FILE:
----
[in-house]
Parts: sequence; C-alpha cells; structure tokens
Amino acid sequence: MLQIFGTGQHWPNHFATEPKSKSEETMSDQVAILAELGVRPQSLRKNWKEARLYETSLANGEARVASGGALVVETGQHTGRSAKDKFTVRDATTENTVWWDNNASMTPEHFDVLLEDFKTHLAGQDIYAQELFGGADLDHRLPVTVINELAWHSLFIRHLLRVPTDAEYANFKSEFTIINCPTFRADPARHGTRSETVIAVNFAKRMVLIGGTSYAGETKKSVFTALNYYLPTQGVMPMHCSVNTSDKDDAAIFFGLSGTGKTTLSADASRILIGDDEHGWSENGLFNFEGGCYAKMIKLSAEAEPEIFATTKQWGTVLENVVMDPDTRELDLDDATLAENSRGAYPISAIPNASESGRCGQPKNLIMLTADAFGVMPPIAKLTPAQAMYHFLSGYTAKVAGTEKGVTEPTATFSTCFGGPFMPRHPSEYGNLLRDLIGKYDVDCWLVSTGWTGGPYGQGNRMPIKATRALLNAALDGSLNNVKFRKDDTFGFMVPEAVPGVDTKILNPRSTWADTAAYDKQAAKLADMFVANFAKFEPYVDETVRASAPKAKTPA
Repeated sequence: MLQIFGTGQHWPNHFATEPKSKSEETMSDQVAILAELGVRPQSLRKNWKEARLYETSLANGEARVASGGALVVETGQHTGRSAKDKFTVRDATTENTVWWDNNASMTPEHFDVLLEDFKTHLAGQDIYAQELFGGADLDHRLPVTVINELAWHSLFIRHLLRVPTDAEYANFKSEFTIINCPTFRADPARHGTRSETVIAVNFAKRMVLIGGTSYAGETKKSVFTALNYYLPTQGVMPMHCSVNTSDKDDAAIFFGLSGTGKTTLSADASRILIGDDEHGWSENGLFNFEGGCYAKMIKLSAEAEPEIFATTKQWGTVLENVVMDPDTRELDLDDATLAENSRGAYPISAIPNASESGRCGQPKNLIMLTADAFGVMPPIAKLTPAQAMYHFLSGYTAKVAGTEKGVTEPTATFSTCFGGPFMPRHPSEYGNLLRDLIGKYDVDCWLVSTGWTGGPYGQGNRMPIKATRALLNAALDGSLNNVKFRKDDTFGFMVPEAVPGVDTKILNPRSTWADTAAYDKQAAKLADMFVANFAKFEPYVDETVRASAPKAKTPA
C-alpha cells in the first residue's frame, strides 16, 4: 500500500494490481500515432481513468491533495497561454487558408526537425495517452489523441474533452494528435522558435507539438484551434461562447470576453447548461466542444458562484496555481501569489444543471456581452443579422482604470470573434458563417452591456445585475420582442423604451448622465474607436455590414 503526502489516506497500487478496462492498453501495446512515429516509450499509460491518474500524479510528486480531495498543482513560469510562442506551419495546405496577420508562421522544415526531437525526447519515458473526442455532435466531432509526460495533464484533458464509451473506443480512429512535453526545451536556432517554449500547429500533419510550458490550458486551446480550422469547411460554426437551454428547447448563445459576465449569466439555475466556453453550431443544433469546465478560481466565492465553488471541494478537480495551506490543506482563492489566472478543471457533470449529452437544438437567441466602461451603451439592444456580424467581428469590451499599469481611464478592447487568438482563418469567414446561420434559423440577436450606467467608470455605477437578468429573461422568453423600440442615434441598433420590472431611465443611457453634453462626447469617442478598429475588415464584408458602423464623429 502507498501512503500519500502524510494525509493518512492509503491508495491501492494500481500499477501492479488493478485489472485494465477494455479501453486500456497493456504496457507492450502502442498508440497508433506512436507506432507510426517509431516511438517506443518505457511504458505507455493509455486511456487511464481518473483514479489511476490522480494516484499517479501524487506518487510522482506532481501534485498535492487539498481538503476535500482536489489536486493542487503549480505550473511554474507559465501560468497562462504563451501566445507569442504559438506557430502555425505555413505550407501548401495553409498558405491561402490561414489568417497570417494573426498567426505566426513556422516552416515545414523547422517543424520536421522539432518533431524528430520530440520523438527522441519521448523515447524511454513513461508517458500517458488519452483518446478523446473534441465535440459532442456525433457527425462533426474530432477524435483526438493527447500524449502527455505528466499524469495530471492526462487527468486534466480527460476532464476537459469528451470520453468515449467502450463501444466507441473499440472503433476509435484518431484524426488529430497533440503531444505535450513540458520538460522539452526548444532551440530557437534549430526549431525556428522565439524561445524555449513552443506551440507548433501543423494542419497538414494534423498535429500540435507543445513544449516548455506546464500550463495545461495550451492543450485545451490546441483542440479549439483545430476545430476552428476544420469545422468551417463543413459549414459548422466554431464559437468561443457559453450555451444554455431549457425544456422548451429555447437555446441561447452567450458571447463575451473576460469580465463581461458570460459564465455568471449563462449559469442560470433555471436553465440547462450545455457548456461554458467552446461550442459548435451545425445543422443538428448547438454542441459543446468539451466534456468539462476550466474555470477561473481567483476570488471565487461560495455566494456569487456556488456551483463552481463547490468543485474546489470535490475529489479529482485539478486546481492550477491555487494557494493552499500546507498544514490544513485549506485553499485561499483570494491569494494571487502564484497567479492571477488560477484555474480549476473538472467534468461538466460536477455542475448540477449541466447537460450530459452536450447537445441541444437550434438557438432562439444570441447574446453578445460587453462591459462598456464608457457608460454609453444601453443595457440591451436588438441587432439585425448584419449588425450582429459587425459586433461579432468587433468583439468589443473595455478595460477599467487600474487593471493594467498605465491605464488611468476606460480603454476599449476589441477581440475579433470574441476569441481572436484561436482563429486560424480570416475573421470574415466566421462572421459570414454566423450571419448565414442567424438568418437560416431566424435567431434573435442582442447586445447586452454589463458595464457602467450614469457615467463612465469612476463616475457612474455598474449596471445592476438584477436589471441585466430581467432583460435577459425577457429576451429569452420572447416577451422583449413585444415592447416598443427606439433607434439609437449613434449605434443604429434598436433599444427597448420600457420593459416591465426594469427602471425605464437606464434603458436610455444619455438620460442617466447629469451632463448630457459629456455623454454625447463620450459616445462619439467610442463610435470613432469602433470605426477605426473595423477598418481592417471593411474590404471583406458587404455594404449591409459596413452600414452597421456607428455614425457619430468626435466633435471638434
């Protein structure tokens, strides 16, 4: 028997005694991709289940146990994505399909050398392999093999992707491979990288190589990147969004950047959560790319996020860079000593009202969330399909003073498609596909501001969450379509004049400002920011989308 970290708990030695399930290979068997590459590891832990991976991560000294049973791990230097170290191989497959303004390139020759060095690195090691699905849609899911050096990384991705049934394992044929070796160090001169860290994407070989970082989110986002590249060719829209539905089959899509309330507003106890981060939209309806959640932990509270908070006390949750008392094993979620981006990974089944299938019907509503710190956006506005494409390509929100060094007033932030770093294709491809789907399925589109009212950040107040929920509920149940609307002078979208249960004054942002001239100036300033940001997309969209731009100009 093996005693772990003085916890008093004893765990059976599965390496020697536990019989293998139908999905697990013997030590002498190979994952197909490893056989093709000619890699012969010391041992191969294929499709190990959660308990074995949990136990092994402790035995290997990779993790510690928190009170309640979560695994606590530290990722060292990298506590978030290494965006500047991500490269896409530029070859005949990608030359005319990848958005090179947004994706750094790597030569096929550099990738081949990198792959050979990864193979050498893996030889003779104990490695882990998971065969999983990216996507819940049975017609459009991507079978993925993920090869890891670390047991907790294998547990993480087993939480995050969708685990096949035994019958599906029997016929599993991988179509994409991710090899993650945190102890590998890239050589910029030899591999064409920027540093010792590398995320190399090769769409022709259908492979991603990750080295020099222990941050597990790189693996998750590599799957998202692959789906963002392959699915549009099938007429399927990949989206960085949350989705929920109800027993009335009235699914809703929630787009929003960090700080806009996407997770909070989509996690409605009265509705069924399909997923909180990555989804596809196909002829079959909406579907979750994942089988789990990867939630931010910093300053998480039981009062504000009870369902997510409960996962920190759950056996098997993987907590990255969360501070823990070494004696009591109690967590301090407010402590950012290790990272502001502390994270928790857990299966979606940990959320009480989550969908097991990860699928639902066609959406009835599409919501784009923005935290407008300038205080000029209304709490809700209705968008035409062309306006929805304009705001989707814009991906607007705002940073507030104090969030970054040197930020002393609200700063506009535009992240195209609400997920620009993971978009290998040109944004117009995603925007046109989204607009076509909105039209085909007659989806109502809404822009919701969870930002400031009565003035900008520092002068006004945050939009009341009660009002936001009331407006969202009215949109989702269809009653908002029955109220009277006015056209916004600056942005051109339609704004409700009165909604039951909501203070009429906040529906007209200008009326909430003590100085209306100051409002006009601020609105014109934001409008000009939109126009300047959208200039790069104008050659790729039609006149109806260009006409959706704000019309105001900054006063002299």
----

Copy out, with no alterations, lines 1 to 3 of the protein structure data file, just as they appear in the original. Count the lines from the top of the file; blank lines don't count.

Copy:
[in-house]
Parts: sequence; C-alpha cells; structure tokens
Amino acid sequence: MLQIFGTGQHWPNHFATEPKSKSEETMSDQVAILAELGVRPQSLRKNWKEARLYETSLANGEARVASGGALVVETGQHTGRSAKDKFTVRDATTENTVWWDNNASMTPEHFDVLLEDFKTHLAGQDIYAQELFGGADLDHRLPVTVINELAWHSLFIRHLLRVPTDAEYANFKSEFTIINCPTFRADPARHGTRSETVIAVNFAKRMVLIGGTSYAGETKKSVFTALNYYLPTQGVMPMHCSVNTSDKDDAAIFFGLSGTGKTTLSADASRILIGDDEHGWSENGLFNFEGGCYAKMIKLSAEAEPEIFATTKQWGTVLENVVMDPDTRELDLDDATLAENSRGAYPISAIPNASESGRCGQPKNLIMLTADAFGVMPPIAKLTPAQAMYHFLSGYTAKVAGTEKGVTEPTATFSTCFGGPFMPRHPSEYGNLLRDLIGKYDVDCWLVSTGWTGGPYGQGNRMPIKATRALLNAALDGSLNNVKFRKDDTFGFMVPEAVPGVDTKILNPRSTWADTAAYDKQAAKLADMFVANFAKFEPYVDETVRASAPKAKTPA